This topic was addressed in a Reddit thread in which a person asks whether they should listen to Google’s advice or follow what big sites are doing. In particular, this question referred to canonical tags for pagination.
The original poster of the Reddit thread points out how Google recommends canonical pages should point a canonical tag at themselves. While big sites, on the other hand, point their canonical tag toward the first page in a series.
John Mueller’s Response
Mueller begins his response by advising against following what big sites are doing with SEO because many get it wrong. Sometimes big sites succeed in search rankings despite getting things wrong, but other sites might note fare as well.
As the thread was published in the r/TechSEO sub-Reddit, Mueller notes that technical SEO follows a logical process and there’s often a right and wrong way to do things.
”Luckily, a lot of technical SEO is not a matter of blind trust or hope, it’s not a magical black box where you have to believe, there’s no “Person X said Y, therefore Y must always be true.” It’s something that’s very deterministic, and you can logically find the answer, just as you can often test it out for your case. You can do it right, or you can do it wrong (though to be fair, search engines will try to help when you do it wrong, because lots of sites get it wrong).”
In addressing the original question, Mueller says the use of canonical tags depends on which pages you want indexed. Using a self-referencing canonical on every page helps ensure that all pages of a series get indexed on their own.
On the other hand, if every page in a series has a canonical tag pointing to page one then Google will likely index only the first page in the series.
Mueller points out that there are advantages and disadvantages to using a self-referencing canonical on each page:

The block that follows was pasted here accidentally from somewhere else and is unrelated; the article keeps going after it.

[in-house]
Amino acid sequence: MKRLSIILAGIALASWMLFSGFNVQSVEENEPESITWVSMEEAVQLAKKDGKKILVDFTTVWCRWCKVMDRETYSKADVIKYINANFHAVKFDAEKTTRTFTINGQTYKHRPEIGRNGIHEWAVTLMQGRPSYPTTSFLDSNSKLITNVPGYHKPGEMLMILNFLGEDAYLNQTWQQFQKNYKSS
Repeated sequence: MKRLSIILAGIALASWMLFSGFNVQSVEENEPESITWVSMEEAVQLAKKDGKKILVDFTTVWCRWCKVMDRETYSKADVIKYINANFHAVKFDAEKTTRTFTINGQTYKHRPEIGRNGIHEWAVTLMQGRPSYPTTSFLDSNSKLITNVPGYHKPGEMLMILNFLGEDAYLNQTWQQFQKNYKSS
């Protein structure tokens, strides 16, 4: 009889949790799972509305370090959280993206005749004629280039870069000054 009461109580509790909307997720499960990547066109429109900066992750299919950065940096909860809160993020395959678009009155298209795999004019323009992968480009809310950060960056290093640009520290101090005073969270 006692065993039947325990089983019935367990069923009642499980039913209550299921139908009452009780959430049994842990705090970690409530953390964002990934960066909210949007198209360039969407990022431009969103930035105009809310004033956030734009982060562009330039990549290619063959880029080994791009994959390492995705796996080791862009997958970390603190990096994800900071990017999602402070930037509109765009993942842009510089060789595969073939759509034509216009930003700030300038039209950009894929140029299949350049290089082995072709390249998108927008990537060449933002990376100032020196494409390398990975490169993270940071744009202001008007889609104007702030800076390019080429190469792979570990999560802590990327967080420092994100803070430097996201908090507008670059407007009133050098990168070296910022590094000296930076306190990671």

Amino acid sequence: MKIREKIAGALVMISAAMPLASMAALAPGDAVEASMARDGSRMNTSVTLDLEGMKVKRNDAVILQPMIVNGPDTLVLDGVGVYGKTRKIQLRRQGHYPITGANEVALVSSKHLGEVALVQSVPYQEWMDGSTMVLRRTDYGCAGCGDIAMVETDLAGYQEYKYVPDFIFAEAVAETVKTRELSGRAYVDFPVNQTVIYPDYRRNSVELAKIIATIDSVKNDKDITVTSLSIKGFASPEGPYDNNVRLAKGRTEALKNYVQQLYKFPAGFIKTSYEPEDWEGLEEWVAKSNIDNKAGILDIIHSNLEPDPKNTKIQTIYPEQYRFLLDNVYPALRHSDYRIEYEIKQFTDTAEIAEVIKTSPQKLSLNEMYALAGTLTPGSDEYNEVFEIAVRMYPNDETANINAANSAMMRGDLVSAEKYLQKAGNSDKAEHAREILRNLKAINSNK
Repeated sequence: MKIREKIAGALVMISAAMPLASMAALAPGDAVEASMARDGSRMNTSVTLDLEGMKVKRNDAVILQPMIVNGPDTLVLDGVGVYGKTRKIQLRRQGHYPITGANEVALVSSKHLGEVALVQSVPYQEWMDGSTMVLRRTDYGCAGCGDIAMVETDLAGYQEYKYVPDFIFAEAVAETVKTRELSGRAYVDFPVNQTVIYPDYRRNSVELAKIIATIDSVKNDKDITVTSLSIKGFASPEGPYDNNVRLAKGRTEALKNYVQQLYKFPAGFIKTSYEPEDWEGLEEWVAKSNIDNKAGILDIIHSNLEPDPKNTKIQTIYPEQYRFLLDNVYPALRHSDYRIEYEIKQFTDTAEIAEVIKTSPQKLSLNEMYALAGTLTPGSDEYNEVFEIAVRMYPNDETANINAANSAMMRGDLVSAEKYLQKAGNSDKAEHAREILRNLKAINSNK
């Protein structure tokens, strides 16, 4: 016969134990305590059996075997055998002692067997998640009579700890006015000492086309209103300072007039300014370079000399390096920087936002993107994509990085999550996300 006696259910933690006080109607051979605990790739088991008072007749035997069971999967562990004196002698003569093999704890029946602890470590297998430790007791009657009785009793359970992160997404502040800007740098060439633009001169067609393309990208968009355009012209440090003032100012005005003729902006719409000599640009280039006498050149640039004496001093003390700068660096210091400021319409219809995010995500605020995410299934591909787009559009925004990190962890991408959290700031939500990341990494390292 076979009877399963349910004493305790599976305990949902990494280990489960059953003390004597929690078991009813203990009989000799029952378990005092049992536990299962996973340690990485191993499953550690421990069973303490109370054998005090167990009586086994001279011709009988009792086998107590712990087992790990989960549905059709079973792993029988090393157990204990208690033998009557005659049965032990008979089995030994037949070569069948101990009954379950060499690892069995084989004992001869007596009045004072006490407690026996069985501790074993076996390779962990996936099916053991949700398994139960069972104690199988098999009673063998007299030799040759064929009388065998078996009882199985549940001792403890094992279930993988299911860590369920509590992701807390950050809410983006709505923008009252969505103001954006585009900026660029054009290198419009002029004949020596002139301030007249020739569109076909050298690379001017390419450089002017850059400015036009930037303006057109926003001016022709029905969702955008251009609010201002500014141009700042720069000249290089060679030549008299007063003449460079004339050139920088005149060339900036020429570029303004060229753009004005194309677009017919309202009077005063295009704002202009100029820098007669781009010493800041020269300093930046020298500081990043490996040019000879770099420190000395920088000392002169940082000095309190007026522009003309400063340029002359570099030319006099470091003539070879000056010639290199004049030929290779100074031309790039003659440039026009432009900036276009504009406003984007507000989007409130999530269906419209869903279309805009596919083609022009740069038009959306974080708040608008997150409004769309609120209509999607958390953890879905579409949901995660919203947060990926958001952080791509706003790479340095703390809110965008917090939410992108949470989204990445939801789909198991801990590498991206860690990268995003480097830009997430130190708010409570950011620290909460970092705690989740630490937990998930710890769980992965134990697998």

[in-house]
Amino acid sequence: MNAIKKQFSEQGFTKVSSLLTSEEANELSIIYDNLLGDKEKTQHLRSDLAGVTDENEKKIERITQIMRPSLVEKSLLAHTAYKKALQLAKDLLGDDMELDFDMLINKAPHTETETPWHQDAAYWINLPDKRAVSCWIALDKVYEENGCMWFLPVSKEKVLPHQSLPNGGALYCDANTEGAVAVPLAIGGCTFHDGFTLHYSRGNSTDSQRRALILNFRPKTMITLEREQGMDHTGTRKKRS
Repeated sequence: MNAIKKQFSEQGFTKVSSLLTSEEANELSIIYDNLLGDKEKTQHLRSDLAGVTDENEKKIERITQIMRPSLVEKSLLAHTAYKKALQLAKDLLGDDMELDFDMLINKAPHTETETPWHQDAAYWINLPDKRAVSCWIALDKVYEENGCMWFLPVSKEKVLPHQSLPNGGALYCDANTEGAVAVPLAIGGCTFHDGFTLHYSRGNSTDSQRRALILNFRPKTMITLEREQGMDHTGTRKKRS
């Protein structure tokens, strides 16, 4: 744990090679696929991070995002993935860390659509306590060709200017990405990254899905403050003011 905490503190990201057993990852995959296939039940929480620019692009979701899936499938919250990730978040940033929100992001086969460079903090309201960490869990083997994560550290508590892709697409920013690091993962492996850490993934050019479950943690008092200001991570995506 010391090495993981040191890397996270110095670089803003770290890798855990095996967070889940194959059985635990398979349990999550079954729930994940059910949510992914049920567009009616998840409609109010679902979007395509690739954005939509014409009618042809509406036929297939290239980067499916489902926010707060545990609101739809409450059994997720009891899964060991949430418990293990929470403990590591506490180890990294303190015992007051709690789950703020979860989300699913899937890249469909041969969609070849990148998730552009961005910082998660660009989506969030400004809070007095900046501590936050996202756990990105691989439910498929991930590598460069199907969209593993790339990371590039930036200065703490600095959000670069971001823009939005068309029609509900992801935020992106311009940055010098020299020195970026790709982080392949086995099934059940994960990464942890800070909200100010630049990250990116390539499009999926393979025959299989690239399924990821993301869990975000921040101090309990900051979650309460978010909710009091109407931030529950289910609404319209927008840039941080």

“The advantage of a per-page canonical is that you’re sure all links to all items will be found. The disadvantage is that there’s potentially a lot more to crawl, and it’ll be a bit harder for us to understand how to rank the paginated pages (eg, if they’re “running shoes” category pages, which page is the right one to show for a [running shoes] search?).”
For what it’s worth, several other users in the Reddit thread recommend using self-referencing canonical in a paginated series.
5 Tips to Boost Your Holiday Search Strategy
With the global economic downturn, inflation, ongoing supply chain challenges, and uncertainty due to the Ukraine war, this year’s holiday shopping season promises to be very challenging. Will people be in the mood to spend despite the gloom? Or will they rein in their enthusiasm and save for the year ahead?
With these issues in mind, here are five considerations to support your search engine optimization strategy this holiday shopping season:
1. Start early.
Rising prices are likely to mean shoppers will start researching their holiday spending earlier than ever to nab the best bargains. Therefore, retailers must roll out their holiday product and category pages — and launch any promotions — sooner to ensure their pages get crawled and indexed by search engines in good time.
Some e-commerce stores manage to get their pages ranking early by updating and reusing the same section of the website for holiday content and promotions, rotating between content for Christmas, Mother’s Day, Valentine gifts, Fourth of July sales, etc. This approach can help you retain the momentum, links and authority you build up with Google and get your holiday pages visible and ranking quickly.